UPDATE: Records Uncovered 2.0
As a second chapter in the project, the exhibition Records Uncovered 2.0 has been realized at Blinken OSA in a physical format! Open to visitors until February 20, 2022, the exhibition is accompanied by film screenings, roundtable discussions, and other related events. Find out more here!
Records Uncovered is an online exhibition by the Blinken OSA and the Háttér Archive and Library which presents the divergences and commonalities among gay and lesbian movements in Central and Southeastern Europe in the second half of the last century. Through legal documentation, media reports, private and institutional correspondence, art works and ephemera, this exhibition evinces the understanding of homosexuality and the treatment of sexual minorities, in countries that commonly shared two different political goals at two different periods: the establishment of a new communist society between the mid-1940s and the early 1990s and the transition towards a democratic society in the following years.
As such, the exhibition offers insights into the history of the legal, social, cultural and medical “regimes of homosexuality” in Central and Southeastern Europe as being substantively shaped by two political projects: the furthering of the communist revolution and the democratization of the respective societies. Since an important communication axis regarding public policies on homosexuality was established during the communist period between these regions and the USSR and the GDR, the exhibition dwells on the specificities of the understanding of homosexuality, the treatment of sexual minorities and gay and lesbian self-organization in these countries as well, although it does not follow them separately after the countries’ dissolutions.
Records Uncovered was created in a year when the decades-long political attacks on LGBTQI+ persons in Central Europe reached their height. For years, populist governments in the region have been constantly re-enforcing the view on LGBTQI+ movements as “rootless” in the “soil” of Central and Southeastern Europe, qualifying them as mere proponents of a supposedly “imported gender ideology” that endangers the political, social and cultural traditions of the respective countries.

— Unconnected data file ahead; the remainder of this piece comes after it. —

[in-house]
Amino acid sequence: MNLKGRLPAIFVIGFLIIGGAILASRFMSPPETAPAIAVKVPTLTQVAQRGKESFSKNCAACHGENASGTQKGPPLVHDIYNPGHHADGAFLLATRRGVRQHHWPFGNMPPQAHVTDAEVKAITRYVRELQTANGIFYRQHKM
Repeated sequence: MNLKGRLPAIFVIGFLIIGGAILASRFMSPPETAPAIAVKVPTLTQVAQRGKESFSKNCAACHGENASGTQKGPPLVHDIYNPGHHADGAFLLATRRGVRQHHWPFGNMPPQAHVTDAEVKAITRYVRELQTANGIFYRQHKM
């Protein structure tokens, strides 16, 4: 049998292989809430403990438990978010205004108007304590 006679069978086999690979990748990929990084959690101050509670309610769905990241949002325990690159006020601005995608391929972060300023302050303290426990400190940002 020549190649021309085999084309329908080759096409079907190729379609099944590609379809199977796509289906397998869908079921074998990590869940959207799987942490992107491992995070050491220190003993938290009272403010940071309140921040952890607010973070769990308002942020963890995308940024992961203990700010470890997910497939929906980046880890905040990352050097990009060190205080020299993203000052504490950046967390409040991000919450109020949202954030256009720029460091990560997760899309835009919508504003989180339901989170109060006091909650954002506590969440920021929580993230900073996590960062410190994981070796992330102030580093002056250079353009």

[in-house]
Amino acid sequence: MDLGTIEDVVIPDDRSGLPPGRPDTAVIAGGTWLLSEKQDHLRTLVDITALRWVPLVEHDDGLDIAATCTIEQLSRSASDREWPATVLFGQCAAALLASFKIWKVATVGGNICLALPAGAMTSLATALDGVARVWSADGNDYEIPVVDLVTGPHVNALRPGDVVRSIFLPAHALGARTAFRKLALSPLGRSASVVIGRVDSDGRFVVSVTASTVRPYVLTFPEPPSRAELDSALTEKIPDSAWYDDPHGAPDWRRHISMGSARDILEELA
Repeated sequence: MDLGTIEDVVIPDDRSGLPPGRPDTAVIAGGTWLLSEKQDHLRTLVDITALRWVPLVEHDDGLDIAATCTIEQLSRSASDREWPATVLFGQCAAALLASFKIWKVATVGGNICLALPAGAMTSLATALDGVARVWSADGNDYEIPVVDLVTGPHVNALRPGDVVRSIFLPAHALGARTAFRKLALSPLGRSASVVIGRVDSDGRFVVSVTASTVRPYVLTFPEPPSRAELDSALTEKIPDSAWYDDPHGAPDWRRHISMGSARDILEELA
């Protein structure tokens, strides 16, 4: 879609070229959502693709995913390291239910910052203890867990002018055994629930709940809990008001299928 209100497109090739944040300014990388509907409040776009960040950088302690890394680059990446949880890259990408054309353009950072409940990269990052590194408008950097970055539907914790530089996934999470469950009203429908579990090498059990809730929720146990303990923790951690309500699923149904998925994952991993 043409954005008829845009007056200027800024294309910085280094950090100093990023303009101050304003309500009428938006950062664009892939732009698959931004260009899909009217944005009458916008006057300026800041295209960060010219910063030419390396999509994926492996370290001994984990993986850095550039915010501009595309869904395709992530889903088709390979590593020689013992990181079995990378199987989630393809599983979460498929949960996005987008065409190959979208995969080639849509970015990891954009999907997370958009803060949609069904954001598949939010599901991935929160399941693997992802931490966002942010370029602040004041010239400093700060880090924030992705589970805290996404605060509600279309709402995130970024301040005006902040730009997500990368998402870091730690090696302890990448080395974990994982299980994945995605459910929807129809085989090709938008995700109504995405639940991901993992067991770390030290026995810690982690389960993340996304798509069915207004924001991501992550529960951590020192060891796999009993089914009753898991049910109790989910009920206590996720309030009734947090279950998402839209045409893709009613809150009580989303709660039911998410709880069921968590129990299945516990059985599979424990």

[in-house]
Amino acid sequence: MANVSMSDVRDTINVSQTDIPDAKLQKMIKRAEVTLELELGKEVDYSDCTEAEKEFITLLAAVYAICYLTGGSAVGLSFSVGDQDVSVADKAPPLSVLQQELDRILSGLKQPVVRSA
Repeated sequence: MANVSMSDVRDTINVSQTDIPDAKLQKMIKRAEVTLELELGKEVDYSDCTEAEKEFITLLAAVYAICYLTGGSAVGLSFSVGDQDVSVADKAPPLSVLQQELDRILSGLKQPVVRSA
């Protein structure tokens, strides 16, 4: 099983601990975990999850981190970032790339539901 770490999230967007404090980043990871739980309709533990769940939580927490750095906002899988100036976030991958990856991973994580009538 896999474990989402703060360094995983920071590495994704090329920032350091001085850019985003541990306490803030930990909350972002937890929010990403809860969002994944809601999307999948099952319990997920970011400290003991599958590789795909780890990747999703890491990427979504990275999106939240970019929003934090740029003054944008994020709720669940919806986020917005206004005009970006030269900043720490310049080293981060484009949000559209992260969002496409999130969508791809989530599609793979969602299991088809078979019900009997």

The exhibition we present is a manifesto-in-documents that categorically opposes this view. It helps us reveal that the accusations against a supposed “gender ideology” are nothing but another historical manifestation of a well-known process of misrecognition of non-heterosexual and non-cis persons. Unlike in the past, this misrecognition in today’s Europe is nurtured by political projects driven by a supposedly imperative concern for the protection of the culture, tradition, and ultimately, “the survival”, of an exclusive (national, religious and sexual) majority in which curtailing the rights of sexual and gender minorities and treating them as persons of lesser dignity is being legally and politically justified as a “necessary measure.” As this exhibition shows, similar justifications for curtailing the rights of gays and lesbians had been all too common in these regions and an obstacle that the activism of these groups, vibrant in even more repressive political times, has managed to overcome.
Disclaimers, Feedback and Contributions to “Records Uncovered”